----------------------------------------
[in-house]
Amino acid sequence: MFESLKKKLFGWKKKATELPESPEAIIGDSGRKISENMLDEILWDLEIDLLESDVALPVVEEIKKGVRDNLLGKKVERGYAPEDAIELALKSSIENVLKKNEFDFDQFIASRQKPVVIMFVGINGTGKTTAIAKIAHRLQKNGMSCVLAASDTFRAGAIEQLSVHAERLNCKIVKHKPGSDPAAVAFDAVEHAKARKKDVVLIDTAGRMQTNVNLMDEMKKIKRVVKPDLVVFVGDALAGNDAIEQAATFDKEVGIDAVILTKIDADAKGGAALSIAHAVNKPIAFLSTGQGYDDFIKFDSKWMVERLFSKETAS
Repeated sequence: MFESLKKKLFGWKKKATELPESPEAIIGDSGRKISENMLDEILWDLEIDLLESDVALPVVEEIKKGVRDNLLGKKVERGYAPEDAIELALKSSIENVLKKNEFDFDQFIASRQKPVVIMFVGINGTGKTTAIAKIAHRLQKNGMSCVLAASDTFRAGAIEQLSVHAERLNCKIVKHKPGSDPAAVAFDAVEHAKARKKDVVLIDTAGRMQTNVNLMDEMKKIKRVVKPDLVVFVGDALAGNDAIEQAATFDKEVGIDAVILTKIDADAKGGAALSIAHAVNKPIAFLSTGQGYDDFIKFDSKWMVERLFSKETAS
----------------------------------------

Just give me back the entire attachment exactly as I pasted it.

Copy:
[in-house]
Amino acid sequence: MFESLKKKLFGWKKKATELPESPEAIIGDSGRKISENMLDEILWDLEIDLLESDVALPVVEEIKKGVRDNLLGKKVERGYAPEDAIELALKSSIENVLKKNEFDFDQFIASRQKPVVIMFVGINGTGKTTAIAKIAHRLQKNGMSCVLAASDTFRAGAIEQLSVHAERLNCKIVKHKPGSDPAAVAFDAVEHAKARKKDVVLIDTAGRMQTNVNLMDEMKKIKRVVKPDLVVFVGDALAGNDAIEQAATFDKEVGIDAVILTKIDADAKGGAALSIAHAVNKPIAFLSTGQGYDDFIKFDSKWMVERLFSKETAS
Repeated sequence: MFESLKKKLFGWKKKATELPESPEAIIGDSGRKISENMLDEILWDLEIDLLESDVALPVVEEIKKGVRDNLLGKKVERGYAPEDAIELALKSSIENVLKKNEFDFDQFIASRQKPVVIMFVGINGTGKTTAIAKIAHRLQKNGMSCVLAASDTFRAGAIEQLSVHAERLNCKIVKHKPGSDPAAVAFDAVEHAKARKKDVVLIDTAGRMQTNVNLMDEMKKIKRVVKPDLVVFVGDALAGNDAIEQAATFDKEVGIDAVILTKIDADAKGGAALSIAHAVNKPIAFLSTGQGYDDFIKFDSKWMVERLFSKETAS